Johnson spreads out issues of Tiger Beat and The Lovebook and Front Page Detective ("Her Corpse Bore the Marks of a Sadist's Whip"). There's a stack of Midwest Motorist tabloids (July 1968: "Would you trust a very precious cargo to a woman driver?") and a Right On showing Michael Jackson's real nose. A Dell romance magazine sold for 50 cents in 1969, the cover wailing, "My Wife Thinks Sex Is Sinful." Ten years later, Rona Barrett's Gossip frets over Sonny and Cher's custody battle and wonders, "Has Shelley Hack put the sizzle back in 'Charlie's Angels'?"
"The one they tore the most magazines up over was Liz Taylor and Richard Burton," recalls Whitfield. "They were married in the morning and divorced in the afternoon. I had to take the corrections over the phone and reset everything; it was all done in hot metal in those days." Whitfield never did cotton to cold type. His strength was patience: He was the only one who could set the Ladies' Circle Needlework, line after tiny line of twisted stockinette instructions. He pulls out an old strip of cast lead and regards it fondly: one line of type, squirted out at 550 degrees. If the linotype operator transposed a letter, he'd have to reset the entire line, so he finished out the line with gibberish, running his finger down the keys. (They used to use profanity, until the gremlins made sure it found its way into the printed edition.)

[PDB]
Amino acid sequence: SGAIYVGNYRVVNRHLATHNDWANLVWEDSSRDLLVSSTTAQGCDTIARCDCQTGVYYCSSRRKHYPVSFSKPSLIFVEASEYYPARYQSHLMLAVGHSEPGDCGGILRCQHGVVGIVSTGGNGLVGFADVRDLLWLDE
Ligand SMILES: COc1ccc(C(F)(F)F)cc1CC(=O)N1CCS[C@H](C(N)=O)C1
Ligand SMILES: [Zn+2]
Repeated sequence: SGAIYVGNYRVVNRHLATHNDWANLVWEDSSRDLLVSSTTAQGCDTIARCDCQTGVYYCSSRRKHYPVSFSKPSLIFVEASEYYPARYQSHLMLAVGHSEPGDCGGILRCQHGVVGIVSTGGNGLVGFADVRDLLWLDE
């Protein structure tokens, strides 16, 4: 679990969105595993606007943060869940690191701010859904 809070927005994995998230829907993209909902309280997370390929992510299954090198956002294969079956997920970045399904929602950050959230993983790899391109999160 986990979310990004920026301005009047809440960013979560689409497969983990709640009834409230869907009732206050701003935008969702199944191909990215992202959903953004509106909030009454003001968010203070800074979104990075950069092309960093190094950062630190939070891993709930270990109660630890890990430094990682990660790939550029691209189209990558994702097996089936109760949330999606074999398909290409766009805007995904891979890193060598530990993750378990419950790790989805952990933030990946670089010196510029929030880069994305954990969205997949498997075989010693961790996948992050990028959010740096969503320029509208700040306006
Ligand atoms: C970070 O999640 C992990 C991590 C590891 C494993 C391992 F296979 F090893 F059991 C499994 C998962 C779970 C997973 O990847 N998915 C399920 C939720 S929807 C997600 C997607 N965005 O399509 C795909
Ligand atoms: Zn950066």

Johnson picks up the lead, turns it over in his hand. He's dreading retirement. He nods toward the old brass elevator cage in the hall: "I applied to run it."
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